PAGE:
It’s simply impossible not to be fascinated by the story of The Doors, the mythology surrounding the short-lived rock group and the charisma shown by its bad boy rock star poet front man, Jim Morrison. The band was an international cultural phenomenon: during the 54 months it was in existence, it sold 80 million albums world wide. The Doors’ music is mesmerizing, and the players are enthralling. Tom Di Cillo’s documentary has a built in audience of fans, and the film will not disappoint them.
Jim Morrison in His Own Voice, and Johnny Depp’s voice over narration
The story of Morrison and the band is told exclusively through the use of archival footage, with voice over narration read by Johnny Depp. The film opens with crucial events that come late in the group’s brief history, but Di Cillo quickly takes us back to the band’s genesis via a fast rewind of archival footage. With Johnny Depp describing the original meeting between Jim Morrison and keyboardist Ray Manzarek, Di Cillo then begins unreeling that same archival footage to chronicle the group’s rapid evolution from garage band to opening act to headline artists, and show how Jim became such an iconic spokesperson for a generation who were of seeking social and political justice and experimenting with alternative life styles.
The Doors In Context
Di Cillo captures the historic moment and puts Morrison’s personal and artistic journey in to context by using clips showing the Vietnam War and protests against it, the assassinations of John Fitzgerald Kennedy, Martin Luther King and Robert Frances Kennedy, and the brutality at Kent State.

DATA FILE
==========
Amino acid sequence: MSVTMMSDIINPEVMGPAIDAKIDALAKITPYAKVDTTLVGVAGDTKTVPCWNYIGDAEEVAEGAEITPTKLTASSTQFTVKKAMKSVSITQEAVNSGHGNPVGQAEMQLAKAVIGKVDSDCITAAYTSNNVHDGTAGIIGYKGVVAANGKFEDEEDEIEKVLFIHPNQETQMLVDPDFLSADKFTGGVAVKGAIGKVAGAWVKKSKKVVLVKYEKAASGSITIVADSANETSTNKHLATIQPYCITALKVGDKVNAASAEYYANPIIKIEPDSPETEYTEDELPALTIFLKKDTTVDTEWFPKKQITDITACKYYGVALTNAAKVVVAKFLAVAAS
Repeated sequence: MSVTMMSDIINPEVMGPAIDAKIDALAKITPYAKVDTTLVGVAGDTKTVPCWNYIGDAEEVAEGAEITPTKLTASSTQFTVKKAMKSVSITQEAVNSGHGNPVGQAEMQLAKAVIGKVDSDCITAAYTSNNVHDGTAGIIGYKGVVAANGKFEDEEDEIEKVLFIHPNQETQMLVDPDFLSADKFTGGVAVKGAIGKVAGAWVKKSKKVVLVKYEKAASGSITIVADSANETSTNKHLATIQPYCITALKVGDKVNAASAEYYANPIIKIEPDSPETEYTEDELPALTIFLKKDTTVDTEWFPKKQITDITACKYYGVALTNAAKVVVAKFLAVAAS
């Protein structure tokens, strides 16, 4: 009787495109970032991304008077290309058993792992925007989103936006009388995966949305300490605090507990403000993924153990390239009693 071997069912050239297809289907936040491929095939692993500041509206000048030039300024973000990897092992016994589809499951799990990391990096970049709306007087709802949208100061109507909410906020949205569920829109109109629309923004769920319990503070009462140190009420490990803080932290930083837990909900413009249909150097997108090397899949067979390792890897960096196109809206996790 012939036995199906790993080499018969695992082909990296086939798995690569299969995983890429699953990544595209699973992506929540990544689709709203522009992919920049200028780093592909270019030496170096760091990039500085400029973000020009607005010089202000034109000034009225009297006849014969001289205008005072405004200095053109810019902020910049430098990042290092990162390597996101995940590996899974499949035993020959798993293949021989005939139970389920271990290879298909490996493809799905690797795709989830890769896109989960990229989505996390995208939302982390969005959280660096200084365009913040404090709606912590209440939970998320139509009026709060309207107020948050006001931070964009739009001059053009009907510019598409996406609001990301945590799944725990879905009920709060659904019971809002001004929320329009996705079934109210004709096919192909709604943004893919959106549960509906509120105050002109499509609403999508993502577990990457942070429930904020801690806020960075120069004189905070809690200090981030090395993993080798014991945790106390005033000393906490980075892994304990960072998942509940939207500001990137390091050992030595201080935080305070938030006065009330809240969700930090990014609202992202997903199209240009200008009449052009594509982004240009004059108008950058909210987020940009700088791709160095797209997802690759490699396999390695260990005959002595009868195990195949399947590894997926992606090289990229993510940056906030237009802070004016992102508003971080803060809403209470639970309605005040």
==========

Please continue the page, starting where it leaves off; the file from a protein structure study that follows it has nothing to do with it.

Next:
Johnny Depp is Pitch Perfect
The only element in the film that’s not actually of the moment is Johnny Depp — but his narration is pitch perfect. He manages to modulate the tone of his voice and control the cadence of his speech so that his delivery sounds almost uncannily like the spoken extension of Morrison’s singing. Depp, a risk-taking artist and legendary bad boy in his own right, really gets the Morrison yarn, and knits it into a tight tale. DiLillo’s choice of Depp’s engagement as the film’s storyteller is very smart, indeed.
Amazing Music Casts It’s Spell
There is also a lot of performance footage, some of it showing Morrison as magnetically seductive, at his hard core rock star best, and some of it focused on his famous drug-driven shenanigans. Morrison’s ups and downs are well balanced in song, narrative and footage. Die hard fans and cognoscenti might quibble over details, but overall, this full out Morrison profile is accurate and compelling.Band members Ray Manzarek, Robby Krieger and John Densmore all have their due, too. They’re profiled primarily in relationship to Morrison, but their outstanding accomplishments as musicians and their individual contributions to The Doors’ unique sound and ethos are fully acknowledged.
The sound track of this documentary is, as you may well imagine, superb. Light My Fire, Break On Through, The End and, of course, When You’re Strange, featured with other songs, are backed up with the back stories of their creations and insider details about the politics of production. It’s fabulous.
Although When You’re Strange uses a lot of performance footage and takes you behind the scenes at venues ranging from the Ed Sullivan Show to the Isle of Wight, this stirring music documentary is more than a concert film. It’s a welcome new look at a phenomenal band that both made history and was a product of its time. It heralds a whole new generation of fans for The Doors.
Watch The Doors: When You’re Strange – Turn off the lights
The Doors: When You’re Strange,